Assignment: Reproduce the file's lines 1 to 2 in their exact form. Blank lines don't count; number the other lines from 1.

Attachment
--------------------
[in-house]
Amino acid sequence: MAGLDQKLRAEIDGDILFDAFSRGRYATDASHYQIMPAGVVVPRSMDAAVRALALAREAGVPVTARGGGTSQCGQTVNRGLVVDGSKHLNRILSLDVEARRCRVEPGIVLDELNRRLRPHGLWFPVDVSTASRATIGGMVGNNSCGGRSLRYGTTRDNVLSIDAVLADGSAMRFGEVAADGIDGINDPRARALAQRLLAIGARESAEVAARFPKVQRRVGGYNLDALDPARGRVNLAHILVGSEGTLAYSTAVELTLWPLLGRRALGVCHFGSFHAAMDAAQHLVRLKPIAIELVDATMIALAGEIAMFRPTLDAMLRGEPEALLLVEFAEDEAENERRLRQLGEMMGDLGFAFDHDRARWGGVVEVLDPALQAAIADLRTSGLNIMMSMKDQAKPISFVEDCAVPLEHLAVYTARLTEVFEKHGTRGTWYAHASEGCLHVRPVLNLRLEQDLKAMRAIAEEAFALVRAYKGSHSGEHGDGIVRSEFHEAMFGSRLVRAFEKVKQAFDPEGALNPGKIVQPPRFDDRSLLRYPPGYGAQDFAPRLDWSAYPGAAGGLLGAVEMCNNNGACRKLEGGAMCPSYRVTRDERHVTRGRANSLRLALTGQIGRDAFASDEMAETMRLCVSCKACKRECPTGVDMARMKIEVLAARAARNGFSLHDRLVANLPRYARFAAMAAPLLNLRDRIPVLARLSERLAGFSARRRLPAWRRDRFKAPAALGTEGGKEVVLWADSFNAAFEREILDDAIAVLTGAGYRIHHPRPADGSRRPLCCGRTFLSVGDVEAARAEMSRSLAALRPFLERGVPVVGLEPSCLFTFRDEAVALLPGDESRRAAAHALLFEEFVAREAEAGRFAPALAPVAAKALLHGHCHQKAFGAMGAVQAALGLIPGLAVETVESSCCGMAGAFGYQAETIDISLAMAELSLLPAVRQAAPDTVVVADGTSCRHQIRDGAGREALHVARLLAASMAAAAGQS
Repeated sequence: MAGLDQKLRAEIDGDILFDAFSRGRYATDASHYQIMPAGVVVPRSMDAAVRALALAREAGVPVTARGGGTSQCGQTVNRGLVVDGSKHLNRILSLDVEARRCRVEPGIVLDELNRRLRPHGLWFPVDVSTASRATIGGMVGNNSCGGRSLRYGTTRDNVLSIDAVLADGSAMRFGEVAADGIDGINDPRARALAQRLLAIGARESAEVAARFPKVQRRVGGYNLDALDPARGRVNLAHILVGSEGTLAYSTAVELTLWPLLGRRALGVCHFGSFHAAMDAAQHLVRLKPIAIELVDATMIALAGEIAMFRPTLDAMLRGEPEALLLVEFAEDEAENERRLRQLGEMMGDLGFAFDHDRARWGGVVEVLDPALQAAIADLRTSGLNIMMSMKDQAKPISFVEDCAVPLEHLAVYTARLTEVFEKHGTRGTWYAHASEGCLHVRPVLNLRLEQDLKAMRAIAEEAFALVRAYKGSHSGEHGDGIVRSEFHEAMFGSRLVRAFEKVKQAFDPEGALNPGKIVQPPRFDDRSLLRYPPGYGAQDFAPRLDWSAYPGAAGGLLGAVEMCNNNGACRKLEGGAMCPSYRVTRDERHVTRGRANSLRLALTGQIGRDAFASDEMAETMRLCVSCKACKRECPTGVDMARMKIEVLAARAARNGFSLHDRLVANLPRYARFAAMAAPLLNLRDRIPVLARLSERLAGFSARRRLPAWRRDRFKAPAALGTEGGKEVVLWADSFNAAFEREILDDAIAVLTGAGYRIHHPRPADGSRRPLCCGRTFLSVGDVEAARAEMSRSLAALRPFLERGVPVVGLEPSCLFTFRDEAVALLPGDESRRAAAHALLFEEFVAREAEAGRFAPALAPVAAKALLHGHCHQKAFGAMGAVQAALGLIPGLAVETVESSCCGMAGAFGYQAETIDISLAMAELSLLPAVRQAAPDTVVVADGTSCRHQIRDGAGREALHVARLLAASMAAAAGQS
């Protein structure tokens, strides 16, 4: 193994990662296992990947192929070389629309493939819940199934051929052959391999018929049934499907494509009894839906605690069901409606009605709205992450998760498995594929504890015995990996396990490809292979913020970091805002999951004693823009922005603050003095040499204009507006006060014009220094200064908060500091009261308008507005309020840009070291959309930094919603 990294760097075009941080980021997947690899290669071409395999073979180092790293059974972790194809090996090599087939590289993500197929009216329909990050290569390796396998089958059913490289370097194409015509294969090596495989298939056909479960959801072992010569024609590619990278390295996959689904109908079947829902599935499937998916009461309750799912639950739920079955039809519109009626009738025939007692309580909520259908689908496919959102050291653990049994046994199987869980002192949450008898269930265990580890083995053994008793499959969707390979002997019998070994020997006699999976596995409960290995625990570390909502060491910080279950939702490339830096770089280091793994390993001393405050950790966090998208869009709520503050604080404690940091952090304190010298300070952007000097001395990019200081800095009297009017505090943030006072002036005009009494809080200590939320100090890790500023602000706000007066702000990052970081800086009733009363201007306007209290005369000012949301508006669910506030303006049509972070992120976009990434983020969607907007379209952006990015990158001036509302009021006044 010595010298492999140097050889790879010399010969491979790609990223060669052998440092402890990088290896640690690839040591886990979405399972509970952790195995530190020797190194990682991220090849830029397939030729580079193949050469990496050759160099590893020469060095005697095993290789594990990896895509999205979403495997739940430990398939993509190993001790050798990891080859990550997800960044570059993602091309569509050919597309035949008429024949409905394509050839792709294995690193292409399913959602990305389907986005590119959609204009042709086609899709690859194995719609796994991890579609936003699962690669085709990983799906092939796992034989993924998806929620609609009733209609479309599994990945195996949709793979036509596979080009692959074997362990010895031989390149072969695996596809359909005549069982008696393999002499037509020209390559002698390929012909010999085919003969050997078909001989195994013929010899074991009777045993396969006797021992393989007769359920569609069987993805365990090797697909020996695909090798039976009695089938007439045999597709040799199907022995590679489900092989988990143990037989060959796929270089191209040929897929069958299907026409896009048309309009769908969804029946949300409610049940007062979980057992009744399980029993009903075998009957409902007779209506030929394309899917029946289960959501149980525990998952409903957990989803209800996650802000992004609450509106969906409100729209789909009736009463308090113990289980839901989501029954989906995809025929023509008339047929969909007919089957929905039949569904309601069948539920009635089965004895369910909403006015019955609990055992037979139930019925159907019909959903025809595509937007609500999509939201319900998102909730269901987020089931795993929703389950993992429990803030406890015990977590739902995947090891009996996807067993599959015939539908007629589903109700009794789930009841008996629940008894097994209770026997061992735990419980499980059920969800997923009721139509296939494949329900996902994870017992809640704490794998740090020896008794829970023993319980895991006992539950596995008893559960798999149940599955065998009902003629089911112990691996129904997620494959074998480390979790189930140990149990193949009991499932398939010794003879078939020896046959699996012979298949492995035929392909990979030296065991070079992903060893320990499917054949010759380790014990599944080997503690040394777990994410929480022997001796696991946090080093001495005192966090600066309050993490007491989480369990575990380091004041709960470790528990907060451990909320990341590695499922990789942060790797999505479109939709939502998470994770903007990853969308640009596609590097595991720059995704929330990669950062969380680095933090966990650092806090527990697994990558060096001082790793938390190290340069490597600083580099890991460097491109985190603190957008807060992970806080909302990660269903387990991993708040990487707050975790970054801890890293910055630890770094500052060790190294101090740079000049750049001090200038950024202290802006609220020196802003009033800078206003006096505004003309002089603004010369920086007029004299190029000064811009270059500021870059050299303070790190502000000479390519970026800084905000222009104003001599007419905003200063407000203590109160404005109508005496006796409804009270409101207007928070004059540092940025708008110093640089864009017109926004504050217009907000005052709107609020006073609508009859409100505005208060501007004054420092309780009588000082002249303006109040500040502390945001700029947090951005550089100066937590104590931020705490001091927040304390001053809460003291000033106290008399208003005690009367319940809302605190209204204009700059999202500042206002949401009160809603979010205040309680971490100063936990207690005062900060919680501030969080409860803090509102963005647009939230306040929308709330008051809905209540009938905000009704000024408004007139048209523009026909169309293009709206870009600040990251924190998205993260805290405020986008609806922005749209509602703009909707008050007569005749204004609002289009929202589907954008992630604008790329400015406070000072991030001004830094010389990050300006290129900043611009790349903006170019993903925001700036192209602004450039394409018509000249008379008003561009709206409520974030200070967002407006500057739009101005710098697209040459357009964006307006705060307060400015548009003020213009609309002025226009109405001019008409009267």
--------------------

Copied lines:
[in-house]
Amino acid sequence: MAGLDQKLRAEIDGDILFDAFSRGRYATDASHYQIMPAGVVVPRSMDAAVRALALAREAGVPVTARGGGTSQCGQTVNRGLVVDGSKHLNRILSLDVEARRCRVEPGIVLDELNRRLRPHGLWFPVDVSTASRATIGGMVGNNSCGGRSLRYGTTRDNVLSIDAVLADGSAMRFGEVAADGIDGINDPRARALAQRLLAIGARESAEVAARFPKVQRRVGGYNLDALDPARGRVNLAHILVGSEGTLAYSTAVELTLWPLLGRRALGVCHFGSFHAAMDAAQHLVRLKPIAIELVDATMIALAGEIAMFRPTLDAMLRGEPEALLLVEFAEDEAENERRLRQLGEMMGDLGFAFDHDRARWGGVVEVLDPALQAAIADLRTSGLNIMMSMKDQAKPISFVEDCAVPLEHLAVYTARLTEVFEKHGTRGTWYAHASEGCLHVRPVLNLRLEQDLKAMRAIAEEAFALVRAYKGSHSGEHGDGIVRSEFHEAMFGSRLVRAFEKVKQAFDPEGALNPGKIVQPPRFDDRSLLRYPPGYGAQDFAPRLDWSAYPGAAGGLLGAVEMCNNNGACRKLEGGAMCPSYRVTRDERHVTRGRANSLRLALTGQIGRDAFASDEMAETMRLCVSCKACKRECPTGVDMARMKIEVLAARAARNGFSLHDRLVANLPRYARFAAMAAPLLNLRDRIPVLARLSERLAGFSARRRLPAWRRDRFKAPAALGTEGGKEVVLWADSFNAAFEREILDDAIAVLTGAGYRIHHPRPADGSRRPLCCGRTFLSVGDVEAARAEMSRSLAALRPFLERGVPVVGLEPSCLFTFRDEAVALLPGDESRRAAAHALLFEEFVAREAEAGRFAPALAPVAAKALLHGHCHQKAFGAMGAVQAALGLIPGLAVETVESSCCGMAGAFGYQAETIDISLAMAELSLLPAVRQAAPDTVVVADGTSCRHQIRDGAGREALHVARLLAASMAAAAGQS